Whether you have dabbled in Young Life or can name all the camps in a single breath, everyone owns one!

13. The skill to create a killer Instagram story

Spending time in the Word = Spending time creating some sick instastories for the followers. Simple.

14. A Jeep, Subaru, or Suburban

Squad rolls up to church in style

15. A deep love for podcasts or a sermon series.

Did someone say The Porch? Elevation? Passion?

16. A one-piece swimsuit

Two types of people in this world: people who try to make a one-piece cute and people who rock the OG Speedo

17. The Church Clap

It’s not a Christian party until the church clap breaks out. The Holy Spirit loves to dance!

18. A social media cleanse

Whether you gave it up for lent or just felt compelled to give it up for a season, everyone has done it. Bonus points if you alerted your followers about it beforehand in a super long post. Bonus bonus points if it ended after a week.

19. Chacos

Single strapped or double. Toe strap or none. We don’t discriminate!

20. A relationship with Jesus Christ

Although it's funny to make fun of the random stuff a lot of Christians do (and don’t do), what really matters is our relationship with Jesus. I know a lot of Christians who don’t fit this stereotype, and that is totally okay! Doing these things isn’t going make you a better Christian, but spending time in the Bible every day will!

Cover Image Credit: Abigail Rose Fuller

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The Truth About Politics In Religion And How It Affects Our Relationship With God

They don't have to be mutually exclusive.


It's evident that religion can and has been used in politics from the values of voters and leaders. However, to use your religion or your relationship with God for making political decisions doesn't share the same meaning.

I've always loved finding all the best facts and research for argumentative work but I couldn't pursue that approach for this topic. Why? Because I've experienced the pattern in my relationship with God of how God defies logic.

God can't be contained to a definition or explanation. I liked the way I've heard one leader express that, "If you hear someone trying to explain to God as if he knows then he's a fool before he starts talking". That's a paradox within itself.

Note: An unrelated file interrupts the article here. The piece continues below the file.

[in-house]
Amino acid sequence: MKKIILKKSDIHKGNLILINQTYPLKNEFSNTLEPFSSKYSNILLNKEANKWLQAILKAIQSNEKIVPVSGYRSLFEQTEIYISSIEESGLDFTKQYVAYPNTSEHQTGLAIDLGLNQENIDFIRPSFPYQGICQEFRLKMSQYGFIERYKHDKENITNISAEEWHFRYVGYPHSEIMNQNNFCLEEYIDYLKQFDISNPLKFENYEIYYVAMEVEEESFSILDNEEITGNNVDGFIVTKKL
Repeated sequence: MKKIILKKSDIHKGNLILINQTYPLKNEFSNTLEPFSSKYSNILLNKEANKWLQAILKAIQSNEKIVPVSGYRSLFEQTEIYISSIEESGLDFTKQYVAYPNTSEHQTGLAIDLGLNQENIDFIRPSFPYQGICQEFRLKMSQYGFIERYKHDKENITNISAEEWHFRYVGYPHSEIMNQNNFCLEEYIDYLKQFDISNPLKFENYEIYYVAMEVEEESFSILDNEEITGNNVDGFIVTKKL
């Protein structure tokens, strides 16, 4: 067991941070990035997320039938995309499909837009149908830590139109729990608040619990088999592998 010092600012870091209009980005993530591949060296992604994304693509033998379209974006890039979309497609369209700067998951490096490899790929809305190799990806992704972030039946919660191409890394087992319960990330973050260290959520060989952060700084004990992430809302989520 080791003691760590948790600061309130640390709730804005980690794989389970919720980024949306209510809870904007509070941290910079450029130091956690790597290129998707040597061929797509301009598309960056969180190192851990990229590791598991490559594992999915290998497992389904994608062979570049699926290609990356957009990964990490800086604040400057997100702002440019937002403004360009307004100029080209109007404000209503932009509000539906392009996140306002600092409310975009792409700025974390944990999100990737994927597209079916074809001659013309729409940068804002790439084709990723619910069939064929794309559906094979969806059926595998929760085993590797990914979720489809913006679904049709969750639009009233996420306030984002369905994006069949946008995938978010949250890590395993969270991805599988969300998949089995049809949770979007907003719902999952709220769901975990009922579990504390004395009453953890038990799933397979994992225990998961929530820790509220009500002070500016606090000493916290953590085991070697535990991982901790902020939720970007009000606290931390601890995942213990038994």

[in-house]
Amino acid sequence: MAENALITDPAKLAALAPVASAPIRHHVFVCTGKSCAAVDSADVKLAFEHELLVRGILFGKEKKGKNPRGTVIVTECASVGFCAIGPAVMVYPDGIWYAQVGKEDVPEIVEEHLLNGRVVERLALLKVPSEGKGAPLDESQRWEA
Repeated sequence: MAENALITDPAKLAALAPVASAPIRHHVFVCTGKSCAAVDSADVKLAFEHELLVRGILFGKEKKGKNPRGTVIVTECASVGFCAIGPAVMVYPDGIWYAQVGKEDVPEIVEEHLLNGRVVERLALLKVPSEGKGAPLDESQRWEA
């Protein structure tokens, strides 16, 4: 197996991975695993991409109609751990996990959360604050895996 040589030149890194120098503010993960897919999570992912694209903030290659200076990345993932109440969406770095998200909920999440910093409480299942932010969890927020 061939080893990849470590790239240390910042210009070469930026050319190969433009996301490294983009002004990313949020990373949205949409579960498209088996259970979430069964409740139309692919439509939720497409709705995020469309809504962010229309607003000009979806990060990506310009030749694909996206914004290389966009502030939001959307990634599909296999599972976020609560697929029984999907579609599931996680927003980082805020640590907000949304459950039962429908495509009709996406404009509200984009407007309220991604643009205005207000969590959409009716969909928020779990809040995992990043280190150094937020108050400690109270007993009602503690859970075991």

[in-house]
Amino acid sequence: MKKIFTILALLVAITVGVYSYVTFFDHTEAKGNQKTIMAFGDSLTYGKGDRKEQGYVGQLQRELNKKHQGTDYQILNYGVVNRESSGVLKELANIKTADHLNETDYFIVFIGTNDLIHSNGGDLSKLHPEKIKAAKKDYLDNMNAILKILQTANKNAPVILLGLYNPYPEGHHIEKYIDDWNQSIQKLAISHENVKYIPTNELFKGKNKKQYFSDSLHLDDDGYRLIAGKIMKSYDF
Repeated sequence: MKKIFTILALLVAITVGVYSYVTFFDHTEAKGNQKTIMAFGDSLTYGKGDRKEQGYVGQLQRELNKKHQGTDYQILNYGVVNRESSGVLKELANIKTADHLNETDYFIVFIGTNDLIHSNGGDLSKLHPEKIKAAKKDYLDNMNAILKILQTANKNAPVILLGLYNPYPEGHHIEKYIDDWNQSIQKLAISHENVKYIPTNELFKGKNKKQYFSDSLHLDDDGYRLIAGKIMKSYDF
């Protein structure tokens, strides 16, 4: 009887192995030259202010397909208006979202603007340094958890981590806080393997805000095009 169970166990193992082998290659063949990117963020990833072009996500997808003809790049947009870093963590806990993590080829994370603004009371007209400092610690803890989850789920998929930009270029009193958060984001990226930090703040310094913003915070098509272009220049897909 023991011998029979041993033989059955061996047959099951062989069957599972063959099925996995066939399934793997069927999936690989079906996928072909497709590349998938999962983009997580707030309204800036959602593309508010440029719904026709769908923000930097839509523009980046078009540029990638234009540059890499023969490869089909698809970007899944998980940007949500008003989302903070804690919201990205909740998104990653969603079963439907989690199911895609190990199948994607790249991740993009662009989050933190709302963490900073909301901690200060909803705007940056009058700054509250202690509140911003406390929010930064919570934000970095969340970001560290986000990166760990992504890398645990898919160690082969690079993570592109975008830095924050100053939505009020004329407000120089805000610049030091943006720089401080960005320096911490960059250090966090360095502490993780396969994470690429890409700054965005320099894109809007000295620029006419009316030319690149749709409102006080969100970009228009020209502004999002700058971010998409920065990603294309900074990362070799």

I've learned more recently to identify that the two sides of the paradox that you might wrestle with in understanding God are both true. That, yes, His hands are big and He knows exactly what to do to make you surrender but you'll also find no greater love than with Him because He has the biggest heart and knows what you need better than you do.

I think that accepting this paradox will differentiate between those that view politics religiously versus those that view it from 'what is God trying to do here'? The one that focuses on seeking 'what is God trying to do here?' would represent those with a relationship with God. This doesn't mean that referencing the laws of God exempts you from having a relationship but the love of God is the strength that sustains the relationship over the law. This is also a bit of a paradox because they're both important in Christianity.

There's the difference from seeing God as one-sided which is very prideful, limiting and incorrect compared to recognizing that His ways are higher than our ways and His thoughts are higher than our thoughts.

I believe that what we believe and how we see God will bring limitations or provision on how we can be used in God's plan for His kingdom on earth when it comes to the way the world is run.

God, our relationship with God and the law of God all have to be considered in the things we do as Christians.